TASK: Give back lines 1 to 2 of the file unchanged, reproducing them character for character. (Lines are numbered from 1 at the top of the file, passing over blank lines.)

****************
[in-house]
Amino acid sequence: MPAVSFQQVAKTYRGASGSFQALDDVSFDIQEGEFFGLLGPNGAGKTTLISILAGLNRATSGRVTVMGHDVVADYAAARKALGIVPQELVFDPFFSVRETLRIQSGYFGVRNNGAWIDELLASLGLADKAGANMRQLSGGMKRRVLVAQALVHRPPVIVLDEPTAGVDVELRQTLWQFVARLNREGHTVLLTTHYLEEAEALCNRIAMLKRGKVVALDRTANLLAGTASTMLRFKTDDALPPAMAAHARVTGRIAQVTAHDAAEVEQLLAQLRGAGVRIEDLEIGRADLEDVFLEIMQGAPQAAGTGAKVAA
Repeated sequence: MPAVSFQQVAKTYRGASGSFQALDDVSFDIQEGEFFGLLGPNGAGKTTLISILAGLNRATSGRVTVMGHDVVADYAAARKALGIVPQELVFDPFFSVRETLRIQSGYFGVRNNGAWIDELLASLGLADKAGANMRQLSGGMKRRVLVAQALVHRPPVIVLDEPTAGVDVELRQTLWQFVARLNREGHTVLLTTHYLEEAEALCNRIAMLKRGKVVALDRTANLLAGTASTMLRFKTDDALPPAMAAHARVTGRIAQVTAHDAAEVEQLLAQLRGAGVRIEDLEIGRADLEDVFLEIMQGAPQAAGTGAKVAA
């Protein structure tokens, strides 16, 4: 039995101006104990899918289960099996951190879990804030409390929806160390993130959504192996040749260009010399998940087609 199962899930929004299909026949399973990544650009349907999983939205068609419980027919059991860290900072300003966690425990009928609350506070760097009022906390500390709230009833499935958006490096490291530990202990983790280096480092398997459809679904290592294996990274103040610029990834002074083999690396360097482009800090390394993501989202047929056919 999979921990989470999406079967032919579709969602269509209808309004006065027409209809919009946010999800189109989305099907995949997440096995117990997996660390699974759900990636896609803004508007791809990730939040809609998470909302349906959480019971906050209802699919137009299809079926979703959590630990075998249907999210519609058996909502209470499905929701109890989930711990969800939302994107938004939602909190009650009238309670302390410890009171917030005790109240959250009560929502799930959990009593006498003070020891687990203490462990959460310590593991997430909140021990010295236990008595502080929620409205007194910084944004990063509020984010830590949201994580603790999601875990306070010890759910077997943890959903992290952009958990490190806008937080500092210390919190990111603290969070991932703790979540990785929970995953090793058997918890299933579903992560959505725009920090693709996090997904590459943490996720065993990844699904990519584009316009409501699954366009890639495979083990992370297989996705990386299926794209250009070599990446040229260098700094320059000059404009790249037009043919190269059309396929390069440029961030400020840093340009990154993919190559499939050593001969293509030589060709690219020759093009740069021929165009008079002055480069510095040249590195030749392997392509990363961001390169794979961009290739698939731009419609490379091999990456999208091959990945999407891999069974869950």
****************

[in-house]
Amino acid sequence: MPAVSFQQVAKTYRGASGSFQALDDVSFDIQEGEFFGLLGPNGAGKTTLISILAGLNRATSGRVTVMGHDVVADYAAARKALGIVPQELVFDPFFSVRETLRIQSGYFGVRNNGAWIDELLASLGLADKAGANMRQLSGGMKRRVLVAQALVHRPPVIVLDEPTAGVDVELRQTLWQFVARLNREGHTVLLTTHYLEEAEALCNRIAMLKRGKVVALDRTANLLAGTASTMLRFKTDDALPPAMAAHARVTGRIAQVTAHDAAEVEQLLAQLRGAGVRIEDLEIGRADLEDVFLEIMQGAPQAAGTGAKVAA